Thursday, September 14, 2006

On an act that will be hard to follow

Okay, so the world is a little bit less ballsy today. Former Texas governor Ann Richards died yesterday at the age of 73.

Ann Richards has always been close to my heart because she's the reason I started paying attention to politics in the first place. When, in 1988, she gave the keynote address to the Democratic National Convention, I was really too young to understand what was going on, but I was amazed to see someone - a woman, particularly - talk like that in public. I just saw this maternal-looking woman with pearls on saying things about the administration that I literally did not know people were allowed to say. First-grade social studies wasn't terribly heavy on the free-speech issues, and politically active women had only been presented in the most abstract, distant sense; I thought Ann Richards was the ballsiest, bravest woman in the world.

Then, in 1990, she was elected governor of Texas, and again I was amazed, because I literally didn't know that women could hold public office. I mean, sure, I knew, this wasn't some failing of the educational system, but I knew in that same abstract, textbook sense, the same way I knew that a black man could be elected president but hadn't been. She was still that maternal type in pearls, but now she was in charge of one of the biggest states in the country. And that amazed and inspired me. And throughout her career as governor, and even after, she remained one of the few politicians who still spoke their minds independent of party politics or public opinion. And that amazed and inspired me.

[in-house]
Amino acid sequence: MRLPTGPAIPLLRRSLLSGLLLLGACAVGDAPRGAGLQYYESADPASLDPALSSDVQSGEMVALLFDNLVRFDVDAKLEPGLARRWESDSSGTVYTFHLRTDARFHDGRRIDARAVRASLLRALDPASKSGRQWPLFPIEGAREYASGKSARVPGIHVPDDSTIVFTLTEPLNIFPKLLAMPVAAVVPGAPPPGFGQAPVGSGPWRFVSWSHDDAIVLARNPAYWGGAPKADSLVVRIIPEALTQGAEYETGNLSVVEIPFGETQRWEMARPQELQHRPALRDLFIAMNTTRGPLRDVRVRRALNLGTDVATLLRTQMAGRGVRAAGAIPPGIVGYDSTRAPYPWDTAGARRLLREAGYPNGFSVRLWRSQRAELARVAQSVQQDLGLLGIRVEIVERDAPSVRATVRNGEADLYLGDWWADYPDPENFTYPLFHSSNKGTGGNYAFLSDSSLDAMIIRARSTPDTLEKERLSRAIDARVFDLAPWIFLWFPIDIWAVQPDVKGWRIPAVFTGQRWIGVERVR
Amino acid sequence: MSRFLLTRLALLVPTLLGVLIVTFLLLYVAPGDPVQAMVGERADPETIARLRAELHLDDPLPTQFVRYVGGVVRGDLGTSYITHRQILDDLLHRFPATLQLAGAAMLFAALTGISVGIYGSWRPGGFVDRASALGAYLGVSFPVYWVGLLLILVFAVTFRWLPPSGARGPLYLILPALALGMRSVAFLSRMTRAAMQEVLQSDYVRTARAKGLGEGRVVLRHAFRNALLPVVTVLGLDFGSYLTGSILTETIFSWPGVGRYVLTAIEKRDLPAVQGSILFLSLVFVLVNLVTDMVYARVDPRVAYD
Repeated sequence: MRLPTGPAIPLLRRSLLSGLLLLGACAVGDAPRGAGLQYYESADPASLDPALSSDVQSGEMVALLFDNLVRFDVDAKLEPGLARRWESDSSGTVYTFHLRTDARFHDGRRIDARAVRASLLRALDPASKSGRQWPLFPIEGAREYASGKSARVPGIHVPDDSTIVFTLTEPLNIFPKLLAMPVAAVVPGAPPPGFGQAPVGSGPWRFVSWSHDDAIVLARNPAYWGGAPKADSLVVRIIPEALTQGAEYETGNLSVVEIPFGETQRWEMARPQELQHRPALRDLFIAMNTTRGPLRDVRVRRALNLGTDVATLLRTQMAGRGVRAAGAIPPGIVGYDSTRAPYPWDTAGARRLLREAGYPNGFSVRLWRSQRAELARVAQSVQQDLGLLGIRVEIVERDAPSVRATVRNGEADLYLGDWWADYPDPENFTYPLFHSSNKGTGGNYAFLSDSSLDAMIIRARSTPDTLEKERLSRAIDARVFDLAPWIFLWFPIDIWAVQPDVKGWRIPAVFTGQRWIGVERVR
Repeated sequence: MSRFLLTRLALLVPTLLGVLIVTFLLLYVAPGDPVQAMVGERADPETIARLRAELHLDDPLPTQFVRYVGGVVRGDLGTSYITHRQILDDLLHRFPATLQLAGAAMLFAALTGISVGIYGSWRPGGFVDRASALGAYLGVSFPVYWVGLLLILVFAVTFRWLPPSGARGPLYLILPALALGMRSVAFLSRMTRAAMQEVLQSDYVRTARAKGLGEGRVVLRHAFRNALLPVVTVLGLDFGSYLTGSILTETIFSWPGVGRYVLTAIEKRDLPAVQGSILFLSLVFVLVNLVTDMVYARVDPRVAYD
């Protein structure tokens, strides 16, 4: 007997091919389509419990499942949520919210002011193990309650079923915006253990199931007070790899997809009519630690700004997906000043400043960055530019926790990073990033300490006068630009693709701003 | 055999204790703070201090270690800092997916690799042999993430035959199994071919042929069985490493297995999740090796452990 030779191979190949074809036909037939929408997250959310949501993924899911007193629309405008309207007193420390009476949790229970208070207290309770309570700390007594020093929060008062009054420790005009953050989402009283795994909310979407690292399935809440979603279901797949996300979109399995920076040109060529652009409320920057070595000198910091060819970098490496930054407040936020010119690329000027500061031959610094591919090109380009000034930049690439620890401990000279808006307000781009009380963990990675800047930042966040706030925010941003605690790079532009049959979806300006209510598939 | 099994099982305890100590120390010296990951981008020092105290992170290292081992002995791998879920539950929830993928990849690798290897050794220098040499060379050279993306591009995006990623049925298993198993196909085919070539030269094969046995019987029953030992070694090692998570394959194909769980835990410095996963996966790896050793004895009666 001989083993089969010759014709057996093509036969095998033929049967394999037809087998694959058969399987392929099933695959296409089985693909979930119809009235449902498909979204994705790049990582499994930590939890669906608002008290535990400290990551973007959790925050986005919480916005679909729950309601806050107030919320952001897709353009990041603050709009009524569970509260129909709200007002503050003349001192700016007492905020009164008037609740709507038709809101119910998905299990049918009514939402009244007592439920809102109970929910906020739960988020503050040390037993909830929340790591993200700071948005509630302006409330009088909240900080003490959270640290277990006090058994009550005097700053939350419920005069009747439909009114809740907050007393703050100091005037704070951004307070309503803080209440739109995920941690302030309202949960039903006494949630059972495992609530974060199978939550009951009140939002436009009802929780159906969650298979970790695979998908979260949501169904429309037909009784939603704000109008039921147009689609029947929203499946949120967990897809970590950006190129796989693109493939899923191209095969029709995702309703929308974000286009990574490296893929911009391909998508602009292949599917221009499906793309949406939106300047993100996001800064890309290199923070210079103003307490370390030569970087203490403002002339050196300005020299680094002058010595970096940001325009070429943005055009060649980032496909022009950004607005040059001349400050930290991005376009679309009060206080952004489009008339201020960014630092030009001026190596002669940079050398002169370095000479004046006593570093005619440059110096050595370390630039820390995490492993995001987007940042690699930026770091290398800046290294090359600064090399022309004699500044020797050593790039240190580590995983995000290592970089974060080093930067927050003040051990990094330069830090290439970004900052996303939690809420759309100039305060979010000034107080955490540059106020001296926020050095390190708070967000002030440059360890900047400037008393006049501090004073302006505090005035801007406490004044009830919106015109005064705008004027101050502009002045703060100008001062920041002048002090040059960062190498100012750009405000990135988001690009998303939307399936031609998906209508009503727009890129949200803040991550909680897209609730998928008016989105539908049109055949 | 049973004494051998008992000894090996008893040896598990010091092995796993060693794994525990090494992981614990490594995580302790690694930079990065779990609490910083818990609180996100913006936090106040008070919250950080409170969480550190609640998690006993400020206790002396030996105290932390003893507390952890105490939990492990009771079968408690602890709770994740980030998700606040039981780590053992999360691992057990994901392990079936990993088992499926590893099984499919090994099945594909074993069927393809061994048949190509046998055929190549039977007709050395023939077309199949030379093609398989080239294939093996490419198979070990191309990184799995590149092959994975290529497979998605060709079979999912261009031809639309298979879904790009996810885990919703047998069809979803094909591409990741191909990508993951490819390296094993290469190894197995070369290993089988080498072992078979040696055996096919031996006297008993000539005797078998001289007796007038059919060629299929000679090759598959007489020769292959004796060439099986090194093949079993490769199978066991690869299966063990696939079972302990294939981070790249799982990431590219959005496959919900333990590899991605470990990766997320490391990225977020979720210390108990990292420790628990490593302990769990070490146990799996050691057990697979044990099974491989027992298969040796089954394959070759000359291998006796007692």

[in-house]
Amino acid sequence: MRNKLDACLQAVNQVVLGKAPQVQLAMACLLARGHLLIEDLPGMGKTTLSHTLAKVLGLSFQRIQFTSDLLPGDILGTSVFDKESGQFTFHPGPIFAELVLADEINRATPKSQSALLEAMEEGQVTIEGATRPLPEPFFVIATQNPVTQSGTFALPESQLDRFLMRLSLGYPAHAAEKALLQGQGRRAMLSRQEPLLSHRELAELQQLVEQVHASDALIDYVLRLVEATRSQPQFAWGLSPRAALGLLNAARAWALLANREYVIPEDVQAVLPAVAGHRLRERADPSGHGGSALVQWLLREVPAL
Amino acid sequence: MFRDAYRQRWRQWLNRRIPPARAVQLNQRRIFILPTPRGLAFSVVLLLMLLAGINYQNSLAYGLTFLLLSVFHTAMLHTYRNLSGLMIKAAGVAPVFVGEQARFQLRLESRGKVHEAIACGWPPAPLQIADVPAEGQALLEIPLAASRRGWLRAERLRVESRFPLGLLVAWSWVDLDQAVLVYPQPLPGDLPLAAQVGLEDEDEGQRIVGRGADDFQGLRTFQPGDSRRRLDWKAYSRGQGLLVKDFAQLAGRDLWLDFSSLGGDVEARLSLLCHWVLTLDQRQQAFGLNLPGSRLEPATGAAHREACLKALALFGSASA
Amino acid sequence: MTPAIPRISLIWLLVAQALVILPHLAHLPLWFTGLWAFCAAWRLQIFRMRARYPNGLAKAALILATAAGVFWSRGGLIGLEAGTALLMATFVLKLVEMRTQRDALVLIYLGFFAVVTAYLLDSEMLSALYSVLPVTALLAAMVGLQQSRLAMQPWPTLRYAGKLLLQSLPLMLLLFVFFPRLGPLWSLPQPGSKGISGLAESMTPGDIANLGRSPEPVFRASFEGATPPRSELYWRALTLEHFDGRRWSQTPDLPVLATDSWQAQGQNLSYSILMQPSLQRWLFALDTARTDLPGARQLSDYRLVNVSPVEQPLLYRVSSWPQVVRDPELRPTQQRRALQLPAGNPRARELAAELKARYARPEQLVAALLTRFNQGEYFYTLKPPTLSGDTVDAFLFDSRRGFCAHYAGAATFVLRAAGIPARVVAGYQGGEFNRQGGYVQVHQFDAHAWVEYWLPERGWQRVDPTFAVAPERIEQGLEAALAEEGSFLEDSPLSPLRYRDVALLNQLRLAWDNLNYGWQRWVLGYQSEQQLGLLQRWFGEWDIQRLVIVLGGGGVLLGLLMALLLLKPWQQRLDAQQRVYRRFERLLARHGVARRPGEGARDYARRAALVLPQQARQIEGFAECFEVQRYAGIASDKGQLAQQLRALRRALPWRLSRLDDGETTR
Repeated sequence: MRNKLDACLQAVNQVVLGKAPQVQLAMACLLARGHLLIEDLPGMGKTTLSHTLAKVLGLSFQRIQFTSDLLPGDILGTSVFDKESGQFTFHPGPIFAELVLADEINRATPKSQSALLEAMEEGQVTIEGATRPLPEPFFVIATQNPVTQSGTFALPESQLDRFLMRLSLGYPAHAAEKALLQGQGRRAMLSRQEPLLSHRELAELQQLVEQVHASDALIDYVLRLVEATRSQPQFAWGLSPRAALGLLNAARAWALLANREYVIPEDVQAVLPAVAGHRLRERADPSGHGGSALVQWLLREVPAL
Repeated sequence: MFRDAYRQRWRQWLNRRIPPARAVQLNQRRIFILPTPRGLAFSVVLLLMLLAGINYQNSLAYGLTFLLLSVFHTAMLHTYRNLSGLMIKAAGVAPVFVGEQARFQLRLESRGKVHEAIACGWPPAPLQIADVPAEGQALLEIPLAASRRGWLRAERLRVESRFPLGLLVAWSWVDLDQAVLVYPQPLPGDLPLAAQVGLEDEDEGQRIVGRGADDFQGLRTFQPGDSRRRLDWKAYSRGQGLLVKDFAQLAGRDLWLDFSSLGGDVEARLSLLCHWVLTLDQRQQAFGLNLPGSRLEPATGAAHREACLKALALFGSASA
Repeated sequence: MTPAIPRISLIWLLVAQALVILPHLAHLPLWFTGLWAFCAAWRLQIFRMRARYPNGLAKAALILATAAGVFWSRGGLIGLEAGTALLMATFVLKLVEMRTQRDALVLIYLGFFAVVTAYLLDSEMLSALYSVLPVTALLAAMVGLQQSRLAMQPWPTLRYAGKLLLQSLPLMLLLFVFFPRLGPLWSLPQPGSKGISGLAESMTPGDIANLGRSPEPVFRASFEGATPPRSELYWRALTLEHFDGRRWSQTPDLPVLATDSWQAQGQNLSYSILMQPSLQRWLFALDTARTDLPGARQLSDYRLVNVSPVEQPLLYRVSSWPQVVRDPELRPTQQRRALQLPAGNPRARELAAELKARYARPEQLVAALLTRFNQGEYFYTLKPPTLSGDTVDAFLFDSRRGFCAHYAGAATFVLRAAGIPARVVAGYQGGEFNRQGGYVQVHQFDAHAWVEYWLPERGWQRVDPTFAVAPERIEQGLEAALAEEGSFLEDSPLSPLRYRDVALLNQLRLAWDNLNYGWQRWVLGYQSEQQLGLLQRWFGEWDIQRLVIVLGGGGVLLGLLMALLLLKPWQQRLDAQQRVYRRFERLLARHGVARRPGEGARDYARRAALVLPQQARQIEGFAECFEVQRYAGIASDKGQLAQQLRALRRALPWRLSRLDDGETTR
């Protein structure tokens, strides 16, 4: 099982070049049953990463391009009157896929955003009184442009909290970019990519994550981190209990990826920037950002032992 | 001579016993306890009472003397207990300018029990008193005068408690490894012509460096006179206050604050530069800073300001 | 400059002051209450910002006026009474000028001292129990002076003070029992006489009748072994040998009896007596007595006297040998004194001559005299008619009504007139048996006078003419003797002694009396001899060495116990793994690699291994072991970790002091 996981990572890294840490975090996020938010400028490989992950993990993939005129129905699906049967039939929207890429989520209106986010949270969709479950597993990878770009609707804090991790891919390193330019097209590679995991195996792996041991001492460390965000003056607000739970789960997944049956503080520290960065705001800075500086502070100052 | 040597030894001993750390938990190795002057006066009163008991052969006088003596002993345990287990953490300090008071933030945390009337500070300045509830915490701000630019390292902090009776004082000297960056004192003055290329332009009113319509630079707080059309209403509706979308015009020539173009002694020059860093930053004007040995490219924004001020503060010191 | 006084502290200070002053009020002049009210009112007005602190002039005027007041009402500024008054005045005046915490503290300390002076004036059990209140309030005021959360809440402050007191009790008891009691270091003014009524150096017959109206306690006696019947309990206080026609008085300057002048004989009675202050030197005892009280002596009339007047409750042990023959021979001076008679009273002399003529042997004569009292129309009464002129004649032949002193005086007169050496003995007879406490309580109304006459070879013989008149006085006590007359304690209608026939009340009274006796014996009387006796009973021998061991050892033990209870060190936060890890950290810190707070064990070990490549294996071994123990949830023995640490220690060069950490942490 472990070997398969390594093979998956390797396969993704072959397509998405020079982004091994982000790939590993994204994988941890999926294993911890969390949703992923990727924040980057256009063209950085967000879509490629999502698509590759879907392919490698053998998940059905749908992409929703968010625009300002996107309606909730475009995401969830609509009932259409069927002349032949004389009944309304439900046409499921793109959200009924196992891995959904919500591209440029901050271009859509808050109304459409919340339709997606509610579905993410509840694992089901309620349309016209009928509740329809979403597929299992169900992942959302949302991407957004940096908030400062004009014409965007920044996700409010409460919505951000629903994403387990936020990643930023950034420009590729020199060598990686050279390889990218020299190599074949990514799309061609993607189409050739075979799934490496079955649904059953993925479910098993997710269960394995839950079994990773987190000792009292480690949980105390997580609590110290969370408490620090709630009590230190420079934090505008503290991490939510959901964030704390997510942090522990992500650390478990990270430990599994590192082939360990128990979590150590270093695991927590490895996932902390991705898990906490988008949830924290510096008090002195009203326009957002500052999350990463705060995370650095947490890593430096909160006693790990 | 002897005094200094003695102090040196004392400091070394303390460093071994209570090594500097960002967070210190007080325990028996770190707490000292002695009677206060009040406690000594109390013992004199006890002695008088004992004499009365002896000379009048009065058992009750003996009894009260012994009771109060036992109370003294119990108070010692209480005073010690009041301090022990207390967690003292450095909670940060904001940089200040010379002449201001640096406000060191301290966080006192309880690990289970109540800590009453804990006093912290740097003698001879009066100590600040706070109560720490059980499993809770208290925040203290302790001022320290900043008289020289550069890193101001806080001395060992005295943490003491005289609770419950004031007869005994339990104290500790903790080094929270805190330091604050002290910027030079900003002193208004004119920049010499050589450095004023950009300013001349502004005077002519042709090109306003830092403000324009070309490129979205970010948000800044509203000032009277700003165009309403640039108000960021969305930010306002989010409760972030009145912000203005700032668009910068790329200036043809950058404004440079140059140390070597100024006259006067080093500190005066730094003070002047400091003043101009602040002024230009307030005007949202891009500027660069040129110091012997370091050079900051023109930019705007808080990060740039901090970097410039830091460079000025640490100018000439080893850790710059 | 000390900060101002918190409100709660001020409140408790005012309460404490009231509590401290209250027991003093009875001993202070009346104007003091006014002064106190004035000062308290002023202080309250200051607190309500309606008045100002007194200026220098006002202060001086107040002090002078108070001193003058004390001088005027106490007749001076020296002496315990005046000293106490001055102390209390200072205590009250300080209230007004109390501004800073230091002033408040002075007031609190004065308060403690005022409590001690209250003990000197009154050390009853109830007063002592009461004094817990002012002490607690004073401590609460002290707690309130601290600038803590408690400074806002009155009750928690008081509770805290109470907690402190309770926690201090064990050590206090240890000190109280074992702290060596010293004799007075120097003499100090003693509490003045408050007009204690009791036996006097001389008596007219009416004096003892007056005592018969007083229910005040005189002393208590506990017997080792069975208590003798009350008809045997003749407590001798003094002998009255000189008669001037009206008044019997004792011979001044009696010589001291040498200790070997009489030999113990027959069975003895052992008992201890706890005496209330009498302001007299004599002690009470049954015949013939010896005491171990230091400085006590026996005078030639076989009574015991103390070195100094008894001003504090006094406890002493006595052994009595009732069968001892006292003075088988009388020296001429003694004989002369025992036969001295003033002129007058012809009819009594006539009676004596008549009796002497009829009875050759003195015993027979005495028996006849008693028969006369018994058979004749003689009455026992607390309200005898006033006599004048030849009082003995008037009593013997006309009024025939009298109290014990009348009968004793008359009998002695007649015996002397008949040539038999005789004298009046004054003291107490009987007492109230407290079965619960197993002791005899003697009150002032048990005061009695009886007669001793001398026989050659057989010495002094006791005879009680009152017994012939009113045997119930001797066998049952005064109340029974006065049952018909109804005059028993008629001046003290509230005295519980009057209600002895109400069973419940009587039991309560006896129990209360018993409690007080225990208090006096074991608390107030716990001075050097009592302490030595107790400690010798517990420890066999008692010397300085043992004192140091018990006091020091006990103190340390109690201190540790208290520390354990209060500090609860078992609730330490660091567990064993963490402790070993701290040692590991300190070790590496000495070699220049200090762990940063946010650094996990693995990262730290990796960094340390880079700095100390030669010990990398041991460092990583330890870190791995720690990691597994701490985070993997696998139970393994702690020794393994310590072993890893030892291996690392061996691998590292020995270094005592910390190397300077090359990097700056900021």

Of all of the politicians and leaders I've encountered since I really became politically aware, Governor Richards has stuck with me like none other. She opened up government to me just as she did to the non-white, non-men she appointed when she was governor. Even with Hillary Rodham Clinton in the Senate and Condoleezza Rice in the White House and Ruth Bader Ginsberg on the Supreme Court, the image of a woman in power, to me, still has a perfectly-sprayed Texas perm and a string of pearls. And a pair of the biggest cojones a human being can carry around. The world is a little less no-shit-taking for her absence, but if we can keep her spirit with us, we'll be all the better for it.

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